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How to ruin a good siding job

Even the highest quality siding installation can be undone if you don't apply the caulking right. Caulking is primarily used to fill gaps between siding and where trim intersects, or where fixed items such as hose bibs, gas lines, or HVAC piping come through the wall. If done correctly, the caulking should be virtually unnoticeable.

The right caulk

There are a number of different caulk types and formulations. You might find four or five options for exterior caulk suitable for siding applications at your local hardware store. Keep these tips in mind when making your selection:

  • Pick a caulk that remains permanently flexible and meets the ASTM standard C920 class 25. Class 25 is the important part; it indicates that the caulk bead can expand up to 25 percent of its width. This means a 1/4-inch caulk bead can expand up to 5/16 of an inch. The bigger the caulk bead, the more the caulk expands.
  • If you are painting over the caulk make sure the tube says it's paintable. Some silicones and other caulks are not. Colorized caulks that match the finish on the siding are widely available. OSI Quad, for example, is color-matched to all of James Hardie's ColorPlus colors.
  • If you are using colorized caulk, pick the color that matches the body of the house -- not the trim color. The edge of the trim should look clean and straight. By matching the caulk color to the trim, you make the trim look out of shape with wavy edges.
  • You might think that you can save a buck when it comes to caulk. Don't. The best caulks on the market cost between $8 and $10. A modest-sized home requires about 24 tubes for a total cost of less than $250. If you pick a poor-quality, low-cost caulk, you are sure to regret it if you have to re-caulk in no time. A couple of extra dollars up front can pay off.

Follow the directions

When it comes to caulk, not all products are applied the same. Some caulks allow for -- or require -- tooling. Tooling means either using a tool or your finger to push the caulk into the gap you are filling, or using a tool to shape the caulk. Many people, even professionals, feel compelled to tool caulk even when it is completely unnecessary or not advised by the manufacturer. Not only can this ruin the performance attributes of the caulk, it can become a real mess. Some of the higher-quality caulks are not water soluble and if you get them on you, they can be tough to remove. Getting them off requires a solvent such as mineral spirits.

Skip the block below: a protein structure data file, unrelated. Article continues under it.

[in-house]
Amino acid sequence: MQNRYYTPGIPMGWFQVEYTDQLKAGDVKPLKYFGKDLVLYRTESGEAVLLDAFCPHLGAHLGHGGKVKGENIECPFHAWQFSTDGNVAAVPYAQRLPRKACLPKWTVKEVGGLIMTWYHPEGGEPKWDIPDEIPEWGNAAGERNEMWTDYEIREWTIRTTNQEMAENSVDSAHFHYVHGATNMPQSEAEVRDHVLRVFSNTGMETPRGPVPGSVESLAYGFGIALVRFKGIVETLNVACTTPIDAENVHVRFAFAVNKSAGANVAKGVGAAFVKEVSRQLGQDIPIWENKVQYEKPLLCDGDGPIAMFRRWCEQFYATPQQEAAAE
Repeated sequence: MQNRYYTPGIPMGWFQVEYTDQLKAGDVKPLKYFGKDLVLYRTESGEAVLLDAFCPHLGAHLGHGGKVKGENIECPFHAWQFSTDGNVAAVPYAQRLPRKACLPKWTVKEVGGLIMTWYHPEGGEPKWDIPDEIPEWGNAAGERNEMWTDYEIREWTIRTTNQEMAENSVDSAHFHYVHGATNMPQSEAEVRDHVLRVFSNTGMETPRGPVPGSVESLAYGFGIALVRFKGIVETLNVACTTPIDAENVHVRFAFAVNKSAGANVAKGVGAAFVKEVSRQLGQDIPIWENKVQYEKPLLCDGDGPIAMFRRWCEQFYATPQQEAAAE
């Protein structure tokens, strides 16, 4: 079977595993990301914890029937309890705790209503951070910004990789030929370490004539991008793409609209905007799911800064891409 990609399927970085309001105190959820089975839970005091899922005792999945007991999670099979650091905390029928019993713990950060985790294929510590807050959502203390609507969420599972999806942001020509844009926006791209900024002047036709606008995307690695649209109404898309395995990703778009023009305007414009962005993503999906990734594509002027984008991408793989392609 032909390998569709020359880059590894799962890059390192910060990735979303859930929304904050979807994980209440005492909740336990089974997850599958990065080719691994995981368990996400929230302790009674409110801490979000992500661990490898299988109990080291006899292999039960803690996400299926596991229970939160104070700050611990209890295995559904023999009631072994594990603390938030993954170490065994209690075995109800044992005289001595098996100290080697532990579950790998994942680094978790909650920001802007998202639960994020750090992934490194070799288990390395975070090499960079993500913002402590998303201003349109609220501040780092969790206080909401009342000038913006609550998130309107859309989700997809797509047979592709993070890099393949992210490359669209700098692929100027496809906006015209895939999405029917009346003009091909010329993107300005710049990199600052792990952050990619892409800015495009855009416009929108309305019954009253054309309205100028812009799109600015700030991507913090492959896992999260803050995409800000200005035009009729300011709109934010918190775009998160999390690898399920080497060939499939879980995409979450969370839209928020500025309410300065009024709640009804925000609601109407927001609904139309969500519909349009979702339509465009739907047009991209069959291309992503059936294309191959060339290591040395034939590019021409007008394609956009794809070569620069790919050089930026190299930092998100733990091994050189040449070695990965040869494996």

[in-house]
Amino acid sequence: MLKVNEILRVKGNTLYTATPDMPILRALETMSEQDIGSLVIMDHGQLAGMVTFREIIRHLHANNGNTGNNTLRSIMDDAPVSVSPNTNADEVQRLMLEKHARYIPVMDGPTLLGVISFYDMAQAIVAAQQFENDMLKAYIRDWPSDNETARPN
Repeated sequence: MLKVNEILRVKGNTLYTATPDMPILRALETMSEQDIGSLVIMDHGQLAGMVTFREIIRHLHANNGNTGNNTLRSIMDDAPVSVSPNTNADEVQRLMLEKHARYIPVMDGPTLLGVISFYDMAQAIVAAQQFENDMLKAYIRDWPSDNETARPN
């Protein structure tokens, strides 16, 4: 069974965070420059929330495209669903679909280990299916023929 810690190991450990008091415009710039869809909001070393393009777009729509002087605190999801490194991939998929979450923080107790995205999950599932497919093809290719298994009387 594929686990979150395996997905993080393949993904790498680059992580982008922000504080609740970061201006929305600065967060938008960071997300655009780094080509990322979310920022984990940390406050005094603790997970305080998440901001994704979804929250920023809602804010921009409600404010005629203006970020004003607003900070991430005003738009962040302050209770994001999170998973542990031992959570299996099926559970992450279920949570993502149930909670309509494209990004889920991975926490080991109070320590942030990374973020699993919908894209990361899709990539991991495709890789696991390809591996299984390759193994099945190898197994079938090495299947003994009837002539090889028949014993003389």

Bigger is better

Don't forget that a bigger bead of caulk will expand more than a smaller bead. The mistake most people make is thinking that caulk is meant to fill a gap, but this not the case. The bead should make contact with the two surfaces and lay over the gap. If you are covering a 1/8-inch gap, use a bead close to 3/8-inch to ¼-inch.

Practice makes perfect

Applying even the best caulks is as much an art as a skill. If this is your first time applying caulk, pick an out-of-the-way spot to practice. A steady fluid motion using long strokes is best. Avoid quick starts and stops, which can give the caulk a lumpy appearance. Smooth is the name of the game.

With good products and a little practice, caulking should be no problem for either the novice or the professional.

About the Author

Matt Spencer is the National Installation Manager for James Hardie Building Products, the largest manufacturer of siding in North America. Matt and his team educate installers, builders, and design professionals on the proper techniques to install fiber cement siding. Matt also works with James Hardie's R&D group to develop and improve installation practices for new and existing products. Matt has been with James Hardie for eleven years holding prior positions in sales and product development. He earned a master's from Northwestern University in product design and development.

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